repeat

To Innovate, You May Have to Repeat Yourself, Repeatedly

To get to the good stuff, you may have to repeat yourself.

In running several innovation programs in many different companies over the years, it’s quite rare for employees to come up with good, incredibly profitable, and interesting ideas right from the start. It happens, but not often.

In most firms, this is not their first rodeo. In most firms, something like a crowdsourced innovation, patent or foresight program has already been tried. It could be something as simple as an email address to send ideas to, an internal forum or mailing list people could throw ideas into and talk about, or it could even be the implementation of a “suggestion box” style of innovation management software, something so simple and easy to use that whoever’s ideas it was figured that all they need to do was sign up for the software, send out an announcement email, and sit back and wait for the billion dollar ideas to roll in.

When we go into new client situations where the customer has already run one or more innovation programs in the past, we do a deep dive to determine why the previous programs weren’t successful. The answers range from the most common, which is a lack of communication with the inventor once the ideas have been submitted (what we call the “black hole effect”), to the loss of an executive sponsor, and many other reasons in-between. Unfortunately, all it takes is one unsuccessful program (and by unsuccessful, I mean one where the inventors didn’t feel heard and they didn’t feel that their ideas were properly evaluated) to turn the tide against you.

Unless this is the first time you have done something like this, your employees may feel burned by program after program which has not produced results. It’s a matter of trust.

Jaded people are tired people. They are told, repeatedly, that their contributions are valuable. But once again, the next program comes along, (full of sound and fury!) and nothing happens with their contributions or they get little to no communication on their contributions and eventually, they stop contributing.

This time it’s different. It’s not going to be a quickly selected and lightly rolled out software only solution, it will be a full program, meticulously planned, with challenges, goals, recognition, rewards, review committees, full communications and marketing, a theme, and complete buy-in from executive sponsors to HR people, finely tuned to map to your corporate culture. Plus, some software to help your teams to collect and review the ideas.

We’ve found that most of the time when we go into a situation where there have already been multiple innovation programs in the past that have not done well, that we typically do not get the best ideas the first time we run a new program. The best inventors or their best ideas are least, are held back due to this lack of trust. They may test the waters by submitting some of their less stellar ideas, just to see what happens. You need to get to your best inventors; the serial inventors, who have a range of ideas, from the best to the not-so-good. They will most likely throw in a middling one, the first time out, since they may have been burned in the past.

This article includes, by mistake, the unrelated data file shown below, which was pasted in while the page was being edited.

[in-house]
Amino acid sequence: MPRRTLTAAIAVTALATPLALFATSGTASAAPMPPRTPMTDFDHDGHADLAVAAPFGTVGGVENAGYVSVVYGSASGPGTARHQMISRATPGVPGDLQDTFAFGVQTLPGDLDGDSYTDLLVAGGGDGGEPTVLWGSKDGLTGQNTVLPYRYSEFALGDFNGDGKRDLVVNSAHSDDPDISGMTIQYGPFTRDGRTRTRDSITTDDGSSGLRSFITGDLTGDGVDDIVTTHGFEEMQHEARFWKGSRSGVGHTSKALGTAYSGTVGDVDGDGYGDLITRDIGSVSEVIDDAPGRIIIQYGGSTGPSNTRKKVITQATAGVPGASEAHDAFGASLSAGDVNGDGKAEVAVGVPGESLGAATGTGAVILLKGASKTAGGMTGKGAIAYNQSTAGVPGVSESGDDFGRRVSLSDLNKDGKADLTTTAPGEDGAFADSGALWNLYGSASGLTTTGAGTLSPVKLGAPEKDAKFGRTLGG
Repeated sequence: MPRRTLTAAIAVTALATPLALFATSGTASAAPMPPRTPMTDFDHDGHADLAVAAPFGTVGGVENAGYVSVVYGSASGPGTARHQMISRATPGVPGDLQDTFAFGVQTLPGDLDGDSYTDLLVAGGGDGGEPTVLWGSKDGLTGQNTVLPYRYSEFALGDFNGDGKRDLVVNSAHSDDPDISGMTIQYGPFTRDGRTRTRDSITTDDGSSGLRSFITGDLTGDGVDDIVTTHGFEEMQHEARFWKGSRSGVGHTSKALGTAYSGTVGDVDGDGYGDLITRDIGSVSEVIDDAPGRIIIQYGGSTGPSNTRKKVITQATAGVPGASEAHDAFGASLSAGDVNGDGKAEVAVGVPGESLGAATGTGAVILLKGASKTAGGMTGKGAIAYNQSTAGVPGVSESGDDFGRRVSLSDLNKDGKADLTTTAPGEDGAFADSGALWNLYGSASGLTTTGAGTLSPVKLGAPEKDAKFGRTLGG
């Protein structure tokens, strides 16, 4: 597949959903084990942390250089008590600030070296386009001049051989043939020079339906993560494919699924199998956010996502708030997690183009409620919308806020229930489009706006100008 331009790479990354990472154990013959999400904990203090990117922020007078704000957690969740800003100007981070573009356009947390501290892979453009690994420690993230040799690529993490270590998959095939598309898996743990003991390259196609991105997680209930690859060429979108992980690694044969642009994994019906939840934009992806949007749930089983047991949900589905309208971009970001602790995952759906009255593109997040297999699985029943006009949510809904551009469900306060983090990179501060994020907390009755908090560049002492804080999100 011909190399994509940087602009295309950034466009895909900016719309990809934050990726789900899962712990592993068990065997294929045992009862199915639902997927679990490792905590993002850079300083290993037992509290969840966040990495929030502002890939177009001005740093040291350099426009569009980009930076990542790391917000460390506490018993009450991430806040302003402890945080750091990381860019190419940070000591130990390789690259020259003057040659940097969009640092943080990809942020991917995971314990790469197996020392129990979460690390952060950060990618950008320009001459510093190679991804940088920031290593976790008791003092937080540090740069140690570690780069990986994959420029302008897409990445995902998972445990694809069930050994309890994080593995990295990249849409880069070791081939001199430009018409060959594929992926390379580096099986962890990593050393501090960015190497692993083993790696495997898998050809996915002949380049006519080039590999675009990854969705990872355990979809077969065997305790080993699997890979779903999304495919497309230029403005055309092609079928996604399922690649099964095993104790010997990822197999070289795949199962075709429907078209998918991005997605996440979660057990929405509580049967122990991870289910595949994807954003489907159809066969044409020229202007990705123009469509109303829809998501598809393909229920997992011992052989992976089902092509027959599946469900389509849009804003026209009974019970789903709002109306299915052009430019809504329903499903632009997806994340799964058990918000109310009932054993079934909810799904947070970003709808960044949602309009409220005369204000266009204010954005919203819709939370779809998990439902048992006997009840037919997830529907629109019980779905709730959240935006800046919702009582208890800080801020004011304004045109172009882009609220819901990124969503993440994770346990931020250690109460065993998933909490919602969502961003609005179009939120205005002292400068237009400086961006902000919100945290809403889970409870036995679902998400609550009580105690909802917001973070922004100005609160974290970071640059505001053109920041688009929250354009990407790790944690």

In these cases, the first proper program is sometimes a gimme. If you have a jaded employee population you’re going to have a tough time getting the best out of people right away. You may not even get a very high turnout. You may not get very good ideas. You may think that the whole program is a bad idea. You might decide to shut it down immediately as a failure. That would be wrong.

The first proper program you run may come up with no really good ideas. But that is beside the point. The only goal of the first program is to rebuild the trust of your employees. To show them, without a doubt, that you want to give them a safe space to reveal their ideas, they you value their ideas, that you recognize their ideas and the work that they put into their ideas, and that you present those ideas, suitably reviewed, recognized, and rewarded, back to the organization.

It’s key that the very first time you run a program is not the only time you run the program. You must have a plan to run the program multiple times or continuously over a period until you get that buy-in from your inventors. Until you rebuild that trust.

If you have a unengaged workforce, it’s doubtful that you will get billion dollar ideas right out of the gate. However, once you have rebuilt that trust by providing assurance that all ideas will be heard, you’ll be surprised by what you’ll get.

Imagine the power of your senior leadership asking your entire organization to help to plan the future of your organization. Imagine the power of anyone, in any role, no matter how distant from leadership, having a voice with that leadership. Imagine the massive engagement you’ll get from your people once they know that not only are you listening to them, you are hearing them.

This won’t happen without trust. This won’t happen if they feel that their ideas will be treated as poorly as all the other times. You’ll only get the billion dollar ideas once they feel right in releasing them to you.

Once you celebrate their ideas and trumpet their success throughout the organization, and they see other innovators with their ideas being presented on a stage with other innovators, or when they see recognition and rewards for others, those with the best ideas, will finally reveal themselves.

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Chris Kalaboukis
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Chris Kalaboukis

CEO / Co-Founder at helloFUTURE
Chris is a prolific inventor (60+ patents), exceptional innovator (headed internal banking, retail and technology innovation programs), experienced technologist, serial entrepreneur and futurist.
Chris Kalaboukis
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